by on May 1, 2015 :: 0 comments

photo by Tyler Malone

She grabbed me by the balls in the alley near the fashionable beer joint Mug, where all sorts of outcasts usually hung out. Intelligent, sometimes talented young people thrown out of the roadside of life by the damned community of worst philistines, punitive organs and the middle-class hypocrites.

We drank all that was available at that plague time: the fatal rotgut wine 777, vodka as cool as the Black Death with a skull on the can, a treacherous drink called Macbeth and the Belarusian raspberry-flavored poison. After drinking this stuff we shook like we had swamp fever in basements, in the cemetery, in all kinds of cheap joints, boiler plants and numerous chance apartments. We always drank at night.

In this one joint Plague got tight and fell asleep right on the table. Nobody said a word. Once she had freaked out here, broke a lot of dishes, bottles and beat up the waitress who tried to stop her. I took her to my home and she only woke to drink right from the Stolichnaya bottle and eat a package of pills. It was awful. She was howling and wailing, wild and crazy. Plague tore her clothes and completely shattered past retrieval my poor apartment with the pitiful remnants of my parents’ furniture. She cried Heil Hitler! and wanted to commit Seppuku with a kitchen knife. I rushed across the room and we fell with a crash on the floor. Plague twitched like an epileptic but I was afraid that she might jump from the balcony, so I kicked her out.

Plague got her revenge. She waited near the house, and when I was going out and struck me with an iron billet. I was bleeding but decided not to give up. Somehow I reached the hospital where a doctor sewed my head without anesthesia.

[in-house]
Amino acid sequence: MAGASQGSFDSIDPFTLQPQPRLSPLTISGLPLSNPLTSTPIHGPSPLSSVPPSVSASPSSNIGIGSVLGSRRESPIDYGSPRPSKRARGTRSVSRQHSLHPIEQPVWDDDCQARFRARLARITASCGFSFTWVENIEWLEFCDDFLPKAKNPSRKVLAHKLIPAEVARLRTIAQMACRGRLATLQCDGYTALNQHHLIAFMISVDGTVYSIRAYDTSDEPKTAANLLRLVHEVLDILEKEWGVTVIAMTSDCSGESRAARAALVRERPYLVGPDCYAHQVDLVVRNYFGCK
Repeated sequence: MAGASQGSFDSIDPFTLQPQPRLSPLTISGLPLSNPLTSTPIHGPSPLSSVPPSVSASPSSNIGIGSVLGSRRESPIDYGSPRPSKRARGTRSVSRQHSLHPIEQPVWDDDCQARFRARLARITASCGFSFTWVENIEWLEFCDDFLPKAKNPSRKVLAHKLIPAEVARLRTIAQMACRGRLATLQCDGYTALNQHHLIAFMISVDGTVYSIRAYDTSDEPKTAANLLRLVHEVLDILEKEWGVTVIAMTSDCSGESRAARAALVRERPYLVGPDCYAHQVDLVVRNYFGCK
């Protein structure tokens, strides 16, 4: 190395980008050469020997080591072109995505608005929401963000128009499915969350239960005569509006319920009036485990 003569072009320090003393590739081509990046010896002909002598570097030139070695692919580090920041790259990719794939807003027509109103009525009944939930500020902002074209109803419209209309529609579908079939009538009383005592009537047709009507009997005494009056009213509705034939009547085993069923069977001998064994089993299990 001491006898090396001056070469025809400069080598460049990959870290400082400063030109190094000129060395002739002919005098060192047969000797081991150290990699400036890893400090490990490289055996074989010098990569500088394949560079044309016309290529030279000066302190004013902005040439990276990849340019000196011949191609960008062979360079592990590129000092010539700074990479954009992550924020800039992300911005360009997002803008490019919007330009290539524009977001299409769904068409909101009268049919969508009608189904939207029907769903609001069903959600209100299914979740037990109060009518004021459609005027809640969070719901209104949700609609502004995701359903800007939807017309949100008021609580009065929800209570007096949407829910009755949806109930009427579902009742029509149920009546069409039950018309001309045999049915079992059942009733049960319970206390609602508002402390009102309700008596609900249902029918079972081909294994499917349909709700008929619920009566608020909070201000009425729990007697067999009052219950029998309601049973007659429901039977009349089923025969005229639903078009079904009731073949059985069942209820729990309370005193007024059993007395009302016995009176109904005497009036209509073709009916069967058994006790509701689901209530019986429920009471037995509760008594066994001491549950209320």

I left the hospital and with a bloody bandaged head went home. All right, motherfucker. I have strong genes. My grandparents fought in Stalingrad and took Berlin. And all my life’s road is covered with corpses of my untimely fallen comrades.

Plague meanwhile was looking for me. She was running around the city like crazy witch.

When she at last appeared on the threshold of my apartment, with a bottle of vodka in hand and an idiotic grin on her face… I was very glad to see her.

We drank three days and three nights then took a cab and went to my buddy Mark. He respected me. He treated us immediately with good vodka V.I.Lenin and decent snack. We drank with the host to the dead comrades and the plagues in all our lives.

editors note:

Take some time to celebrate sickness from time to time, because at least you have something. – Tyler Malone

Leave a Reply